Meeting where the histories of post-punk, synth-pop and electronic music overlap, the work of Occurrence doesn’t have time for trends or tiresome labels. Built around a trio of artists — playwright-multi-instrumentalist Ken Urban and vocalists Cat Hollyer and Johnny Hager — the band offers a skewed perspective on the underlying associations of modern pop by utilizing a certain rhythmic subversion and malleable melodic adaptation. Within the landscapes of their albums, an innate introspection is highlighted, sharing room with thoughtful social indignation and incendiary political inclinations. And all of this is wound up in a furious blend of cascading voices and musical experimentation which informs their every movement.
The band will be releasing “If He Were Here,” a mini-LP which features a handful of new tracks and some remixes of songs from their most recent record, “Everyone Knows the Disaster is Coming.” Grammy-nominated engineer Jessica Thompson mastered the collection at NEATO Studios in Berkely, California. The band is gearing up for a show at the Massachusetts Institute of Technology on Nov. 3 where they’ll share these new songs. The concert will also find them collaborating with MIT lighting design and playwright students, with all proceeds from the evening going to various anti-gun violence organizations.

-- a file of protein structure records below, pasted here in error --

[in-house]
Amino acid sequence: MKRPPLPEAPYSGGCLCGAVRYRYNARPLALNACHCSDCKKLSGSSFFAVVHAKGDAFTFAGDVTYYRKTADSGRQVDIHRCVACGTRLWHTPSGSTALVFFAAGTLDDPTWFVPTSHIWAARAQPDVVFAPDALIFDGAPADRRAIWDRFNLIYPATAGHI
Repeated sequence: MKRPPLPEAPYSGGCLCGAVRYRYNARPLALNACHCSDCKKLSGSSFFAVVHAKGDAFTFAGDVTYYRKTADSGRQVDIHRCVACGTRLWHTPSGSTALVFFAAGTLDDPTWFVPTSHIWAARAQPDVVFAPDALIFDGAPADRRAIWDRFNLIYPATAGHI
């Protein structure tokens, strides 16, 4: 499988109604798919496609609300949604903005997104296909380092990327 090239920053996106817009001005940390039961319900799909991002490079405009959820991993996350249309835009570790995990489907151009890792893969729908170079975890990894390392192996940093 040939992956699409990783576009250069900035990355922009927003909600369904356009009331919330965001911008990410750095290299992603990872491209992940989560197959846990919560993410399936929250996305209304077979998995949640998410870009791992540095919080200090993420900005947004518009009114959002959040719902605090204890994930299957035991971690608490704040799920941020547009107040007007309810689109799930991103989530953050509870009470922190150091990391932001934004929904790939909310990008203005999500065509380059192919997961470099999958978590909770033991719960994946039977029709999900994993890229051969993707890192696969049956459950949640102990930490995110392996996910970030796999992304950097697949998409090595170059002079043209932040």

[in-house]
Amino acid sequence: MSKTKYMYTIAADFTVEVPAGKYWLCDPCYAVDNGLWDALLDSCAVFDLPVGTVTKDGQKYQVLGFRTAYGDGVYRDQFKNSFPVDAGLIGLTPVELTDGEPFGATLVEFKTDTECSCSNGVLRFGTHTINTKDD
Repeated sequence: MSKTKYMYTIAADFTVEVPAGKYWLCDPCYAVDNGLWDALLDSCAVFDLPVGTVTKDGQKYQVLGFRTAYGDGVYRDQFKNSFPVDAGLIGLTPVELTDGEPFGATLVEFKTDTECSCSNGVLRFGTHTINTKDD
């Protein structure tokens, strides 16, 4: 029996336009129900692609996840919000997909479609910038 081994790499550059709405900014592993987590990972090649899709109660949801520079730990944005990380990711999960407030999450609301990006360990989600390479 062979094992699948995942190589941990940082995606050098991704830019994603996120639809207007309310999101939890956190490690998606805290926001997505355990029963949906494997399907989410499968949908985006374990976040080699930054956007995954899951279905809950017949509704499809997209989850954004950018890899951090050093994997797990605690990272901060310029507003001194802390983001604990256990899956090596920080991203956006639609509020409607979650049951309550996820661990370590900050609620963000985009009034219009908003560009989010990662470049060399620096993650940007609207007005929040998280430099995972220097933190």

“Ending the senseless parade of school shootings is an issue close to everyone in the band. And we wanted to do something to help during a time when everything feels so helpless,” explains Urban.
On recent single, “Shiver Bed,” they mix an electro-clash beat with warbling electronics and a collection of ever-shifting melodies. First featured as part of their live set back in 2017, the track also possesses some of Hollyer’s most political lyrics, aiming to eviscerate and illuminate in equal measure. A further exploration of the musical synthesis in which they so comfortably disappear, the song is raised up by a propulsive percussive foundation and the band’s distinct desire to completely subvert any assumptions you might have — even those familiar with their past work will find something new and unique to dig into here. This isn’t some castoff demo, thrown together from scraps but is a fully formed wonder of interconnected emotions and rhythmic complexity. So, basically, it’s everything we’ve come to love and admire from them.